The Courier News from Blytheville, Arkansas on October 12, 1954 · Page 6
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The Courier News from Blytheville, Arkansas · Page 6

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Blytheville, Arkansas
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Tuesday, October 12, 1954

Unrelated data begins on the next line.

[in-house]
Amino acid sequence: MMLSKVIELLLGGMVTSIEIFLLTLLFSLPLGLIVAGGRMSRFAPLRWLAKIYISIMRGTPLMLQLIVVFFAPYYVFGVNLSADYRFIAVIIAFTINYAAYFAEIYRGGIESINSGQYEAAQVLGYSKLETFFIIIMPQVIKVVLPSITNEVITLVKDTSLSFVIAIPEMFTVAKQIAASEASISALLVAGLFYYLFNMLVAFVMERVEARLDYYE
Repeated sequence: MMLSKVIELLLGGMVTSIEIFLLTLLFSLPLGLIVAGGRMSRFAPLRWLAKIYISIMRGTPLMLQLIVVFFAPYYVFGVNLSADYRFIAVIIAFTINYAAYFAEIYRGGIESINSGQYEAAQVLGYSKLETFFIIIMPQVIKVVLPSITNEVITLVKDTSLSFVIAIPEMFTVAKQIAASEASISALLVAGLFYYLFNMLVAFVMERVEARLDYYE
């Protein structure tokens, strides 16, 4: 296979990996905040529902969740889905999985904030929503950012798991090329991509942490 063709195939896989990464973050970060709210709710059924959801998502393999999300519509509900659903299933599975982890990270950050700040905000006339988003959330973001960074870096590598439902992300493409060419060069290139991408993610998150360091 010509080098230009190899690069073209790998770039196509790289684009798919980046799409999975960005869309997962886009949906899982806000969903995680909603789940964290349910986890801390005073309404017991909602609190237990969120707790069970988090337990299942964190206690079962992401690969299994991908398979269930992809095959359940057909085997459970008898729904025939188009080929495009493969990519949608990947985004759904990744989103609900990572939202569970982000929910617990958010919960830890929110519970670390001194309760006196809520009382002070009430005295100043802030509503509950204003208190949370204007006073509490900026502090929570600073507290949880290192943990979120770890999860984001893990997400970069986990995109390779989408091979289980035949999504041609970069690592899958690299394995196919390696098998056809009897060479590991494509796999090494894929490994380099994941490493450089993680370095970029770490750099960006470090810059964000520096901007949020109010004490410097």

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PAGE SIX BLYTHEVll/LE (AftR.) CUUKIER NEWS TUESDAY, OCTOBER 12,1954 THE BLYTHEVILLE COURIER NEWS THE COURIER NEWS CO. H. W. HAINES, Publisher HARRY A. HAINES, Editor, Assistant Publisher PAUL D. HUMAN, Advertising Manager Sole National Advertising Representatives: Wallace Winner Co., New York, Chicago, Detroit, Atlanta, Memphis. Entered as second class matter at the post- office at Blythevllle, Arkansas, under act of Congress. October 9, 1917. Member of The Associated Press SUBSCRIPTION RATES: By carrier In the city of Blytheville or any suburban town where carrier service is maintained, 25c per week. By mail, within a radius of 50 miles, $5.00 per year. $2.50 for six months, $1.25 for three mnnths; by mall outside 50 mile zone, $12.50 per year payable In advance. Meditations And thon shalt knoir that thy tabernacle shall he In peace ;and thou shall visit thy habitation, and ahalt net sin.—Job 5:24. ¥ if. if. Sin i* the insurrection and rebellion ol the heart against God; it turns against God; 11 turns from Him, and turns against Him; it turns arms against God.—Richard Allelne. Barbs Statistics show that the average man receive. 1 ! 112 letters a year. And forgets to mail at least that many. ¥ * ¥ It's smart to save old paper for school drives and, for yourself the kind that government bonds are printed on. * * * If men were more Interested in what other men are wearing, more men would go to church * * * fire hundred record! were •hipped to on* of our Army camp*—an easy way to bring harmony. * ¥ ¥ flit-down strikes are usually the result of conditions that workers think they cnn't stand. For Safer Driving In a small publication called "Research Trends" safety authority Alvin C. Smith recently posed—and answered —a highly important question. If his answer should prove correct, it will have an effect on the life-spans of many thousands of persons. The question is basically this: Since all sorts of fragile merchandise can he safely packaged in shipping containers, why can't you and your family be "safely packaged" in automobiles? Smith, for one, believes that you can. And he and a number of others are now working hard to prove it. It seems to be rather clear, he says, that attempts to reduce our highway deaths by cutting down on the accident total have not been a great success. Stricter laws, improvements in roads, safety campaigns and similar weapons surely have been of help. But the death toil continues to climb. Since we still haven't found a way to drastically cut the "frequency" of accidents, the approach we are turning to now is to try to cut the "effects" of accidents. Or to use the language of Smith: We must "safer package' 'the human body so that, when an accident docs occur, the body is well protected. This, he says, can be done two ways. 1. By changing the car's interior to lessen the number of hazards. (A person killed in an auto crash usually strikes his head on a lethal object inside the car.) 2. By the use of so-called "body restraints," such as seat belts and special crash bars, which prevent the head from hitting these hazards, or lessen the force of the blow. Results of research so far have been rated "extremely encouraging." They seem to promise a day, says Smith, when deaths resulting from auto crashes will be classed as a rare occurrence. Safety experts agree, however, that unless the public supports such work the day may be slow in arriving. To give our bodies the needed protection, the manufacturers of cars will have to make major changes in their present designs. And when the.se changes will come, it is warned, will depend on how soon we demand them. If this is true, then let's start demanding. And a sensible way to begin is to urge the adoption of seat belts. Seat belts are not uncomfortable. They would not require a change in present design of our autos. According to several studies, they could drastically cut the death toll. Yet we still haven't taken Action to liavs them widely in- stalled. The reason given most often—that there may be some public resistance— seems like a lame excuse. If every make of automobile, made the belts standard equipment, they soon would become accepted. Or the slates could require them by law, as they now do taillights and such. Here is an excellent safely project for clubs and for individuals. Buy such belts and install them yourselves. Write some letters to auto firms—write to public officials. It's been said many times before, but the life you save may (Could) be your own. VIEWS OF OTHERS Cycle A New York department store is advertising "sports car coats" with the slogan, "It's An A Sports C;ir Fashion." When Dad was a lad he donned a linen duster, big gloves and heavy KOKK!CS hooked to a funny kind of peaked cap before revving up the old Locomobile and tooling down the dusty road. He looked pretty much like the chap in the asbestos suits who put out fires on crash-landed airplanes. And Hint's Just what's come back. The old linen duster, abbreviated, to be sure, and better tailored, but the 1. d. Just the same. Even with air conditioning, tinted glass, power steering and streamlined ashtrays, we despair of automotive progress. The cycle Is over on the other .side.. The wire wheel is bnck, and one of these days an enterprising engineer will introduce the crank—with heavy chrome trim, of course.— Asheville (N. GJ Citizen. Even The Politicians House Republican vVhip Leslie Arends of Illinois praises the founding fathers for their admirable design of having Congressional elections only every two years because, he says, it gives us one year free of politics. Now that We nre in the middle of a Congressional election campaign we can see what he means. There certainly have been times when wisdom and principle prevailed mure generally. But we haven't Been any recent years altogether "free of politics." It was quieter last year, but (hat period of peace must be suspect as the time when the politicians thought up some of the tall Idles they're telling now. Comparatively, It is true that we get some rest from matters political In the off-year. Therefore, we may be su.-e that the politicians will defend the part of the Constitution, for in doing so they are protecting their own constitutions which surely could not stand to do this sort of thing all the time.—Florida Times-Union. Compare! Any government with strongly centralized power poses a threat, to personal liberty Each time we tnkc another step toward socialism, ROV- eminent control and higher tuxes in our own country, we should pniif-r and think \vhnt life offers for the Individual in countries where power IK vested In the state find fioveninient bureaucracy has been over expanded.—LcwiMown i 1'a.) Sentinel. Stolen Culture A lending American cull urn 1 expert In an interview in Vienna huh ami.sed the Russians of .stealing .some of the world's most precious musical manuscripts during und since World War II. They include oriRiiml manuscripts (if the works of such musical greats us Mox.arl, Haydn, Beethoven and Brahms, taken, presumably, ti'om their repositories in Gormnny. Austria and other conquered lands, The n-Milt. say.s Carlcton Smith of the National Arts Fomidiitmn. is nn irreparable loss to Western rmiMc.nl .scholar*. "Tlie Russians claim to be p»irons ol culture." he says, "But they are really ciiltuml thirvc.s. They have about ton of the greatest musical manuscripts in the world and they relume to ^ive out any information about them." Ol corse, the GomnmniMs will .stritl (inyihing that isn't nailed down, including life mid liberty, but there's somethum e.speriairy heinous about this particular bit of thievery. When tin 1 Western World next hours ol those manuscripts Mo/sirl. Haydn, Beethoven and Brahms no rioubt, will lie puvivayefi as tom'unnprs of the Red culture and then music will follow the party line.---Greenville- iS C.i Piedmont. SO THEY SAY A man who lakes more words than necessary to tell more than he know.s.—PiTMdent Ei.senhower defines an intellectual. * * .* No one familiar with world technology h:us any doubt thai today the Soviets are enpuble of meeting the atomic elect he power rhi'.llriise.—A EC member Thoimu Murray . * - # -Y- If history holds (rue, we i Republicans) will lose control of Coneres.s. Our opponent are better organize than they were in 1952.—Vu:e President Nixon. » * # I have a feeling . . . that the American people nre tired of this unending < Republican > diet, of equal purhum of nlcene^h, nonM'n.st 1 and na.stien.ss. —Adlai Stevenson. * * * " . He (doigner Christian Dior* should not try to shove around IhtiiR.-, that aren't supposed to be Riiovud around.•—Hnhun acln\ss Silvia I'ampunini on Dlor'c "flat look." ] "Watch That Next Step, Cousin, It's an Ego Buster!' Petti tdson's Washington Column — Friction and Red Tape Increase Woes of US. Overseas Agencies WASHINGTON — (NEA) — The White House Is working hard to clean up one of the most incredible messes In federal ad ministration: the way Uncle Sam handles his army of employes working in foreign countries. There arc 85,000 U.S. citizens and 06.000 noncltizens on America's overseas payroll, not including the military. They are employed by at lea.st 29 different agencies. A White House spokesman admits that there are probably more which haven't been found yet. For these workers there are 40 Independent systems for figuring salaries. 10 variations in allowances find IB different recruitment systems. On top of Hint they all have separate personnel programs. Within Just (lie Foreign Operations Administration, which accounts for only 5.6 of the foreign workers, there are three separate categories of employes: Foreign Service Reserve, Foreign Sevvice staff and Point 4. And within Point 4 there nre three separate personnel systems. A major effect of this confusion is -serious bickering, jealousy and noncooperation among the various U.S. missions abroad. "This friction exists not only among employes but between administrative groups and lowers United States prestige abroad." says Henry DuFlon. the White House expert stuck with the very difficult Insk of trying to straighten out the mess, It's admitted by many foreign observers that this state of affairs is one of the reasons why the U.S. has consistently lost "face" and prestige abroad in spite of the billions being spent .on foreign aid. The men and women involved would be less than human if they didn't react to some of the inequities In the system. Some of the seemingly most petty items, like who shall carry a diplomatic-type passport which gives special privileges, are among the worst irritants. The diplomatic passport gives one official freedom from arrest for minor offenses and permission to bring a car into the country without duty. Yet another official of another agency, with Just as im- jportant a job, who doesn't have 'one, is at the mercy of local police for small infractions of the law and pays a big price to bring his car into the country. The pay and privileges as between military officers and State Department people abroad is a major source of friction. "They get extra cost-of-living allowances while we get the same pay as we got in the States," says an Air Force officer stationed in Tokyo. "Our so-called fringe benefits like commissaries and PXs are supposed to make up the difference but tlie State Department people use our commissaries, too," he claims. A gripe of other agencies against the military overseas is that, they carve too - plush lives for themselves, with fancy houses and extra services. Varying social opportunities is another area of trouble. You hear the career diplomats called "snobs" by employes in other agencies. "But a person who Ls in a country to advise on garbage dls- col," a career diplomat points out. posal problems just doesn't understand all the implications of proto- There's more to this trouble than hard feelings. It gives Uncle .Sam a clumsy costly and inflexible overseas operation. Because an official of one agency cannot transfer easily to another one the U.S. is unable to make most efficient use of its limited number of experts in foreign service. An expert with the U.S. Information Agency, for instance, cannot transfer to the staff of FOA and maintain his career status without first climbing over a mountain of red tape. It's easier in many cases to hire a new man, train him and send him abroad than transfer an experienced man. In some cases a person has to travel all the way back to Washington and go through a complicated rigmarole just to return, to the city abroad and handle a new assignment. In practically all of these cases the trouble is not the fault of the personnel people. They are saddled with a complex set of laws which give them no choice but to keep the wheels of red tape going. DuFlon recognizes the legal difficulties involved, and has made a small start at correcting some of the inequities. He helped draft a bill, now law, which equalizes home leave among overseas em- ployes. He wrote a bill, also law now, which created a kind of foreign service for. agricultural experts sent abroad. DuFlon does not thing it feasible to create a unified single personnel program for handling all foreign employes. He plans to have ready for the next Congress several measures aimed at ironing out the worst trouble spots. the Doctor Says— Written for NEA Service By EDWIN P. JORDAN, M. D. The problem of hypertension or high blood pressure is one of the most serious facing the medical profession today. Hifih blood pros- sure cannot be considered ns a single specific disease since there- arc -several varieties, since the outlook varies from person to person, and .since the management for each Individual must be chosen with great care. In some cases the origin .can be pretty well identified but in others the cause cannot be traced or is not known and this largest group of all is commonly known as essential hypertension. Even for essemiai hypertension, however, some recent developments in treatment offer ,a pood deal of assistance. For example, some patients have been given a diet from which not only the sodium contained in salt is removed, but most of the sodium in the other foods. The low sodium diet is rather complicated to prepare and is not too tasty, bin good results in bringing about a drop in blood pressure have been reported. This treat- meni certainly will not answer the entire question ot hypovuni-sum, but at least the use of "low sail. low sodium" diets in certain cases is valuable. The so-called rice dic-t one of these low-sodium diets. An operation called sympntheo loniy. in which ccrtnin nerves in the back no-sir the spine are cut lias also been used. After these nerves are severed the blood vessels expand and arc able to carry more blood and blood pressure is lowered. This form ot treatment has now been In use for selected patients for a good many years and seems to be of real value. It is not suitable for nil patients with hypertension. In addition to these in en .--,11 res tt.ere IK a drug known as hydraln- •int which li quite useful in the i hypertension. j One form of see atnslpyheriten- j sioil is known ns malignant be! cause in a few weeks or months it may progress so rapidly as to cause irreparable damage. In this variety of high blood pressure the most active measures are necessary without the least delay. • JACOBY ON BRIDGE Written for NEA Service By OSWALD JACOBY Violent Bidding Is Expected Here The bidding of today's hand was a bit violent, but this must be cx- prctcd when a player holds a nine- i card suit. As a matter ot (act. East nvas quite restrained when he decid- j rtl to let the vulnerable opponents | piny the hand at five diamonds. j It was no cinch to beat five dia- \Vest feat and see if you would ' iiuinsd. Just put yourself in the i come to the rlcht conclusion if you I couldn't see all of the cards. When the hand was actually played, Lester Glucksinan. well- known New York expert, opened the king of hearts from the West ' hand. South won with the nee of hearts, led a diamond to dummy's j ace, took the king of diamonds, and j then gave up a diamond trick to i West. The average player would know that it was dangerous to lead away from either blnrk King since South surely had both the ace of clubs an dthc queen ot spades for his op- fiilng bid. Hence tlie average player I'Ollld lend another heart and South would make hl,s contract. Afalnit » h»rt return, Oouth would ruff, take the acs of clubs, and lead a club towards dummy's queen. The clubs would then be established, with the ace of spades as a re-entry. South would easily get all the spade discards that he need ed to make his contract. Glucksman realized that South was out of hearts since he hadn't made any attempt to ruff a heart in dummy. The clubs were an ob- VK4 # Q J 9 NORTH 12 * ASS » 3 • A62 4 Q 9 S 7 4 3 EAST AS VQJ10987652 » 4 Soutti 1 » Pass Pass SOUTH (D) AQ1043 V A « K 108753 A A 10 North-South vul. Wwl North East 14 2* 4V Pass 5 « PaM Pass Opening lead — V K vious menace, and the only way to prevent the suit from coming in was to lead the king of spades. This remarkable lead defeated the contract. South couldn't refuse the trick, for he would surely have to lose n club tvfck Inter on. But wiien he won the trick with dummy's ace of spades there was no longer an entry to tlie long clubs. West was still sure to make s spade trick, with the Jack, and a club trick with the king—enough to defeat the game contract. Our sun is throwing off .particles at speeds up to one-fifth that of light, or 37.000 miles a second. We now have the first direct evidence lint the sun nn pjrct i'c m:'-rny type purtlclcs^al the Ime ol major iltr«-up«. Erskine Johnson IN HOLLYWOOD HOLLYWOOD —(NBA — Movies Without Popcorn: Screens are getting bigger in,Hollywood, but the costumes on movie queens are getting smaller. Lan& Turner Is wearing what seems to be little more than some beads and shiny fabric In postage stamp sizes in the big pagan temple scene for MOM'S "The Prodigal." She's playing a goddess ol love in ancient Damascus and is followed by a bevy of scantily clad beauties. Extras garbed In Biblical raiment watch Lana as she speaks to Louis Calhern, playing an evil priest. Then she commands George Roth bottom, a former UCLA grid player turned actor, to throw himself in a fiery pit at her feet. The gent leaps into the flames and the extras register proper degrees of horror. What moviegoers who see this scene won't know is that the entire lavish set has been built on the big MGM stage that holds an aquatic tank. Kothbottom Is actually diving Into a cool, refreshing "fire"—Esther Williams' swlmmln? pool. THE BEAT IS zippy at Columbia where Janet Leigh and Betty Garrett are before the camera in the musical version of "My Sister Eileen." It's the "If They Can Kill 'Em, We Can Kill 'Em, Too" number that comes at the beginning of the film. It's a combination of hillbilly crooning, close harmony and finally Betty goes into arTAl Jolson impersonation. A visitor to the set is Larry Parks, husband of Betty, who quietly watches his wife go through the gestures that made him a' 1 star in "The Jolson Story" and "Jolson Sings Again." Sometimes there's more drama on the set than in the script. Marlon Brando, padded and beaked to resemble Napoleon, Is having a high time of it with Jean Simmons, his costar, on the big stage at Fox .that houses the set of ."Desiree." While Director Henry Koster studies the angle at which he will shoot Marlon and Jean against the background of Napoleon's palace in Paris, Marlon kicks off his shoes, shadow boxes with the make-up man and playfully slings the protesting Jean onto his back. Finally Koster is ready to shoot the scene In which Napoleon Is taught to waltz by Desiree. When It Is over, Marlon, still in his fey mood, goes over to a candelabrum and gives an Imitation of a famous TV pianist. Marlon Brando Impersonating Napoleon may be an eyebrow raiser, but Napoleon Impersonating Li- 15 Years Ago In BlythtYillt — A budget of $4,260 wa» set for 1939-1940 Community Chest last night when plans for this new organization were made by the Chamber of Commerce group. Officers elected were Cecil Shane, president; Harry W. Haines, vice president: j. Mell Brooks, secctary and Fred Wnrren, treasurer. In sponsoring the Community Chest the Chamber of Commerce is carrying out the wishes of all civic clubs and other organizations which have publicly endorsed thl: plan lor several years. John W. Meyer, engineer for Drainage District 17, was elected president of Kiwanis Club yesterday. Billy Hesse went to Memphis yesterday to attend the funeral of his niece, Mrs. Bllby McCury. Mrs. C. C. Langston, Jr.. entertained members of the ADC Club at her country home yesterday. Guests were Mrs. Renkert Wcten- camp. Virginia Nunn and Miss Jenny Wren Dilahunty. berace is blood congealing! CURLEY, LAURIE, Ado Annie and all the other characters who make the Broadway production of "Oklahoma!" a stage bonanza, are being magic-lanterned In the Todd- A-6 BIG, BIG screen version. I stand on the sidelines as the stars and ballet members rehearse the title song and gesture appropriately as the playback machine blares out: 'Oh-h-h, Oklahoma, where the wind comes sweeping down the plain." Scattered among the ensemble are Gordon MacRae, newcomer Shirley Jones, Gene Nelson, Gloria Grahame (in dark glasses). Charlotte Greenwood, James Whitmore and Jay C. Plippen. The great hunk of Americana has been in production for several months, cast members point out, and all of them find themselves saying "git" and "ain't" and "thar" after work hours. "In fact," Gene Nelson tells me, "we're all thinking of hiring Ronald Colman to teach us English again after the picture's over." IT'S USUALLY GIRLS, girls, girls on a Bob Hope musical set but now it's kids, kids, Hds—big kids and little kids, fat fclds and skinny kids. The movie is the film biography of vaudeville star Eddie Poy titled, Eddie Foy and the Seven Little Toys." Seven kids are emoting in almost every scene with Hope and for every kid there's a stand-in. That's U kids swarming In and out of scenes and it looks like a pro game with the two-platoon system. But to Bob Hope it looks like something else. "I never knew it would happen, but it did," says Hope. "After 17 years In Hollywood I'm a straight man in an 'Our Gang' comedy," This Is Hollywood, Mrs. Jones: All the chairs in the Paramount studio cafe are Identical except one —a chair reserved exclusively for C. B. DcMille at his private table. It's made of finer wood, more expensive leather and thicker padding. When C. B. goes out of town for a few days, the chair is picked up by a secretary, who locks it up In his office until he returns. Brian Donlevy's new series, "Tim Silver Shark," will be filmed almost entirely on location in tha Orient and South Seas. Hurrah. That's what TV needs—more location exteriors and fewer living rooms. LITTLf LIZ— ^~ Another neglected Invention o polr of interchangeable eor-j muffs to be used for cold weather' or TV commercials. • »»• IP CHILDREN are to be taught beter manners, some observeri think, they may have to be separated from their parents.—Laurel (Miss.) Leader-Call. A SOCIOLOGIST'S survey In Illinois shows that farmers are getting fewer and older and have a life expectancy of 65 years, which may mean that they have a much better chance of enjoying Social Security than they ever will of realizing 100 per cent parity.—Lexington Herald. About 500 Danes live In Greenland. ScreCT Actress Answer to Previoui PuizI* ACROSS 1 Screen actress, Weslscotf 6 She in motion pictures. 11 Amphitheater 12 Play host to 13 Barters 14 More facile 16 Short-napped iabric 17 Mimic •19 New (comb. form) 20 Employer 22 Trimmings 23 Granular snow 24 City in Germany 26 Decenniums 28 Large tub 30 Drunkard 31 First woman 32 Three parts ' (comb, form) 33 Asylum 37 Drivels 41 Curved molding 42 Witticism 44 Fiddling Roman emperor 45 Brazilian macaw 46 Health resort 47 Correlative of neither 48 Seat anew 5l Philippic 54 Incline 55 Solitary 58 Mister (Sp.) J7L«*M« DOWN 1 Distress 2 Expunges 3 Conducted 4 Compass point 5 Pertaining to the nose 6 Most precipitous 7 Malayan pewter coin 8 Roman bronze 9 Showered 10 Sturdy 13 Actual 15 Fish eggs 18 Seed container 21 Venerate 23 Country 25 Church part 27 Stout string 29 Driver of a team 33 Bellow 34 Exit 35 Herb (var.) 36 Spinning toy 38 Occupant 39 Eats away 40 Painful 43 Mongoloid 49 Eternity 50 Army post office (ab.) 52 Island (Ft.) 53 Masculine nickname 15 B 9 K> 17